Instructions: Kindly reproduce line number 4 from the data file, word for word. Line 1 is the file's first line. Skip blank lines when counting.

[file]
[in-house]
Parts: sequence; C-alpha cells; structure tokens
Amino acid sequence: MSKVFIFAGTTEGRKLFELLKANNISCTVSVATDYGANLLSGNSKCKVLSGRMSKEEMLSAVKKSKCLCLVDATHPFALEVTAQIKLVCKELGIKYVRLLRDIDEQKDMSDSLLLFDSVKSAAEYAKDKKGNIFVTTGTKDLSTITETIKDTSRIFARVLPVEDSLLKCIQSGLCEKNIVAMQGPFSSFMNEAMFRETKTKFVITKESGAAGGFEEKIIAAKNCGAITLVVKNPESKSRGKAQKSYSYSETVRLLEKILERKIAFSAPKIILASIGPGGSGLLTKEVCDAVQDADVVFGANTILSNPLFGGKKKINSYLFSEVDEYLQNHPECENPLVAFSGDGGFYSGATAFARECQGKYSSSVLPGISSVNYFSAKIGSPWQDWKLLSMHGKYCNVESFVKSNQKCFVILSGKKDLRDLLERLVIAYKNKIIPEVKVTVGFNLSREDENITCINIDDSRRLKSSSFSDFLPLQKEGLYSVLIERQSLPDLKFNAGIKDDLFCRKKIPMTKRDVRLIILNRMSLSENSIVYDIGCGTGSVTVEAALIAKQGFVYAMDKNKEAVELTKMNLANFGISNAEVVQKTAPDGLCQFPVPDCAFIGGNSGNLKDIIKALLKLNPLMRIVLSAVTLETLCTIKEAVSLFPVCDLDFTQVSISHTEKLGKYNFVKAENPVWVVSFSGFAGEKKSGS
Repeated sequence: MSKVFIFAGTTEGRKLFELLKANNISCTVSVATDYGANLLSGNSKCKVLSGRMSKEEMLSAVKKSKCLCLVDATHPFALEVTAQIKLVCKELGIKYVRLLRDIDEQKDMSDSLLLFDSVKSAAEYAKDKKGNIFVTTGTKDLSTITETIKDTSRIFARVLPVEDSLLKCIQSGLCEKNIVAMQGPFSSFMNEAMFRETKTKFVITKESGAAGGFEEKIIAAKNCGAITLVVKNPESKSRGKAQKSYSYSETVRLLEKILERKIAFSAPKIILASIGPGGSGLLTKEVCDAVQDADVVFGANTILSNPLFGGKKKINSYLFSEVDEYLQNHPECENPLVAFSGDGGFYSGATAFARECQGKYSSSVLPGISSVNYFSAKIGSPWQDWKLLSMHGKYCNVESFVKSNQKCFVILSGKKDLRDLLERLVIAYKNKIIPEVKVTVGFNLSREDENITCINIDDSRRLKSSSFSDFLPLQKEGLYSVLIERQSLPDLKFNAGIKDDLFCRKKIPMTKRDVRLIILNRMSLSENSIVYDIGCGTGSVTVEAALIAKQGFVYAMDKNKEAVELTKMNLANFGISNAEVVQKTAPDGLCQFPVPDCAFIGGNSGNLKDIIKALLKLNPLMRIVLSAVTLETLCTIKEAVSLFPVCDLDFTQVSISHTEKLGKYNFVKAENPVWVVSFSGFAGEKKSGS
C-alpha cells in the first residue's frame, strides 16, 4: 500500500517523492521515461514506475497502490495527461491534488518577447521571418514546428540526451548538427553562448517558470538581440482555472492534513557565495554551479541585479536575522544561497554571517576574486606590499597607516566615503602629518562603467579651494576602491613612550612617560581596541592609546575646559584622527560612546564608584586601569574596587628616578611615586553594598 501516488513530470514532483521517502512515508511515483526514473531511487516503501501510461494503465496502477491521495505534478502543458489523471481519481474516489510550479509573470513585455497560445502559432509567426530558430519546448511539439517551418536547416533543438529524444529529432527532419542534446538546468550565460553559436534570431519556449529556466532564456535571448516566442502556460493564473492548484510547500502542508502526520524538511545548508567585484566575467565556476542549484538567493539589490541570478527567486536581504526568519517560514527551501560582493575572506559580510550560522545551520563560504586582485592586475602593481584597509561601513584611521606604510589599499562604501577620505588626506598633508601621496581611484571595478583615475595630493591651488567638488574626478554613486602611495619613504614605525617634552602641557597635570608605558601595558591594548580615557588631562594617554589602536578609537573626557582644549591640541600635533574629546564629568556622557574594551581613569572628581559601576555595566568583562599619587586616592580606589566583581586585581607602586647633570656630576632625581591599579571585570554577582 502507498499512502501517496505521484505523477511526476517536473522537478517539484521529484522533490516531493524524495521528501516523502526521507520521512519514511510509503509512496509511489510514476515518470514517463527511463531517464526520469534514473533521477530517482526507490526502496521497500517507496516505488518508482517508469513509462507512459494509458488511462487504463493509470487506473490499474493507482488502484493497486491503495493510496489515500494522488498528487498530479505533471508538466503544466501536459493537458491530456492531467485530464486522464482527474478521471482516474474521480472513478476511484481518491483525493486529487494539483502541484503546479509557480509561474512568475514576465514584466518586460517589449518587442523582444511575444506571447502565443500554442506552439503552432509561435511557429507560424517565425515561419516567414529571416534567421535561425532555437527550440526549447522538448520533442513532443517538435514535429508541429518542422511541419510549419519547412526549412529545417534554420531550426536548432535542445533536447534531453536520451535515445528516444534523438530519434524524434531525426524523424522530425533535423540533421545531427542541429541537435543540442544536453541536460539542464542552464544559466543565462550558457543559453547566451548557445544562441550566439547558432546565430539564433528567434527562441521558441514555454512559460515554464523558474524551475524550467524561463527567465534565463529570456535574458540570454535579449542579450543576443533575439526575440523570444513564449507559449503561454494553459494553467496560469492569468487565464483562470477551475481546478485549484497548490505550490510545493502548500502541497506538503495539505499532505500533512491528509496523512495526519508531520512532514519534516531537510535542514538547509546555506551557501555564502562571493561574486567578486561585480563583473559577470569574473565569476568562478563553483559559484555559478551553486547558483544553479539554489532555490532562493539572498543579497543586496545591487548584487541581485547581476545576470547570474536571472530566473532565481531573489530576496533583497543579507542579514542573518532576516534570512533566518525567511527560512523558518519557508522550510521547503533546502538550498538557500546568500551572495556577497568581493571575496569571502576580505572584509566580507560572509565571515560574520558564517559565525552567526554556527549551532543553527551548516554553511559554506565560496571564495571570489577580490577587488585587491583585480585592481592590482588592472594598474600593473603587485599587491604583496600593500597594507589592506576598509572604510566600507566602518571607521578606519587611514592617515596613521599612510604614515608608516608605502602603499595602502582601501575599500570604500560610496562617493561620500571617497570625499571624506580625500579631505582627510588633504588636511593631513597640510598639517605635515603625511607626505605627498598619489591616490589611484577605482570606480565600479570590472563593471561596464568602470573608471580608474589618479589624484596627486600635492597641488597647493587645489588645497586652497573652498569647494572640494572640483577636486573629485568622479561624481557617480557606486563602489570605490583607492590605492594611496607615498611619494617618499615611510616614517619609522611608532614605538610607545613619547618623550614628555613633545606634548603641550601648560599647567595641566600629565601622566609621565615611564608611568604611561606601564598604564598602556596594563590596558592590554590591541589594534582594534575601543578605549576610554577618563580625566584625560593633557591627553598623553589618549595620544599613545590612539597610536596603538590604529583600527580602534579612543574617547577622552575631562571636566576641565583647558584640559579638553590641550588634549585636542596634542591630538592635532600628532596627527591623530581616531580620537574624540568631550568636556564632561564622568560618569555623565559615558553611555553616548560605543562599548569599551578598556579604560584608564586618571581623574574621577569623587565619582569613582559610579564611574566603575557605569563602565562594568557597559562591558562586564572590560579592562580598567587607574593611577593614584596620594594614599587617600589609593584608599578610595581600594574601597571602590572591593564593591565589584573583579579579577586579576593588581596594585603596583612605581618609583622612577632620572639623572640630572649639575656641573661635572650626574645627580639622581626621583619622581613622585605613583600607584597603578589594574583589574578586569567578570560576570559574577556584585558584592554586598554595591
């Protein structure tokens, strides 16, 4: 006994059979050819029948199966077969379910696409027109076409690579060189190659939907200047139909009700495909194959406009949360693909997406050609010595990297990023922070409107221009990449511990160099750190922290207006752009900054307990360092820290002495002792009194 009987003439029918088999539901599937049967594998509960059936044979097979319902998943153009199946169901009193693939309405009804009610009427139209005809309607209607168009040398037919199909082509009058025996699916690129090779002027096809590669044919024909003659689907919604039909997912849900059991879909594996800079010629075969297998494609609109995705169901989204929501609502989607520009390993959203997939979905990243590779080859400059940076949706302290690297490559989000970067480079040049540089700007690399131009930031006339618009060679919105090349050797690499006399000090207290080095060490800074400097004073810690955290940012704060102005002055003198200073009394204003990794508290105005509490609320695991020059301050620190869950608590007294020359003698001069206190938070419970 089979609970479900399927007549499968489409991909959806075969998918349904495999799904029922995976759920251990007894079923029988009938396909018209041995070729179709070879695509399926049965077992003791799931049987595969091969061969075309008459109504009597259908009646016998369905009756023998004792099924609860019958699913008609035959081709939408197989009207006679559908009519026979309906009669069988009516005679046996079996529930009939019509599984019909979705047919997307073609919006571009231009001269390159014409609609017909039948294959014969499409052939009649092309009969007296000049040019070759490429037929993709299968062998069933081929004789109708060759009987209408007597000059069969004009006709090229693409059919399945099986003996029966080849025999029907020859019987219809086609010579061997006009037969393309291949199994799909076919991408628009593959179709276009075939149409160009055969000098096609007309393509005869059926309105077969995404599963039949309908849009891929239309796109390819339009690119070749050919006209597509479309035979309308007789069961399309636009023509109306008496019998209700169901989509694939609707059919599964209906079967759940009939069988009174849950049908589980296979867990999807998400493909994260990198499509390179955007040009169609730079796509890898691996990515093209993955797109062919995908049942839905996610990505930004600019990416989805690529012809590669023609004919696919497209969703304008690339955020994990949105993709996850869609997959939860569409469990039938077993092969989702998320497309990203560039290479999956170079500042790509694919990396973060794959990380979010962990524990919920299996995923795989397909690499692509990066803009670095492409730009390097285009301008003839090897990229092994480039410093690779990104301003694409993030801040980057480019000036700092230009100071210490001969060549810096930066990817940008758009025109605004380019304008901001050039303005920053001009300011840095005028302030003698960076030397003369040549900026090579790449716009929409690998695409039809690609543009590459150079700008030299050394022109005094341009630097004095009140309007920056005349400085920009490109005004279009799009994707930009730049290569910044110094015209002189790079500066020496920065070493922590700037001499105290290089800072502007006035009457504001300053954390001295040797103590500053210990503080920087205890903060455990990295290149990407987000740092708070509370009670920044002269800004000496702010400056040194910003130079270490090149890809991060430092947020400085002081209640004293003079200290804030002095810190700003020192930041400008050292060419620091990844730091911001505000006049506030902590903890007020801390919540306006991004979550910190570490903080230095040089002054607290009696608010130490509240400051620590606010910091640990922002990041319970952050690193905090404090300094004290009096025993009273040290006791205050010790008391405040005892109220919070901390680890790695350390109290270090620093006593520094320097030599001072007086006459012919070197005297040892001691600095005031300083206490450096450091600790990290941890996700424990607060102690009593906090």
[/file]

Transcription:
Repeated sequence: MSKVFIFAGTTEGRKLFELLKANNISCTVSVATDYGANLLSGNSKCKVLSGRMSKEEMLSAVKKSKCLCLVDATHPFALEVTAQIKLVCKELGIKYVRLLRDIDEQKDMSDSLLLFDSVKSAAEYAKDKKGNIFVTTGTKDLSTITETIKDTSRIFARVLPVEDSLLKCIQSGLCEKNIVAMQGPFSSFMNEAMFRETKTKFVITKESGAAGGFEEKIIAAKNCGAITLVVKNPESKSRGKAQKSYSYSETVRLLEKILERKIAFSAPKIILASIGPGGSGLLTKEVCDAVQDADVVFGANTILSNPLFGGKKKINSYLFSEVDEYLQNHPECENPLVAFSGDGGFYSGATAFARECQGKYSSSVLPGISSVNYFSAKIGSPWQDWKLLSMHGKYCNVESFVKSNQKCFVILSGKKDLRDLLERLVIAYKNKIIPEVKVTVGFNLSREDENITCINIDDSRRLKSSSFSDFLPLQKEGLYSVLIERQSLPDLKFNAGIKDDLFCRKKIPMTKRDVRLIILNRMSLSENSIVYDIGCGTGSVTVEAALIAKQGFVYAMDKNKEAVELTKMNLANFGISNAEVVQKTAPDGLCQFPVPDCAFIGGNSGNLKDIIKALLKLNPLMRIVLSAVTLETLCTIKEAVSLFPVCDLDFTQVSISHTEKLGKYNFVKAENPVWVVSFSGFAGEKKSGS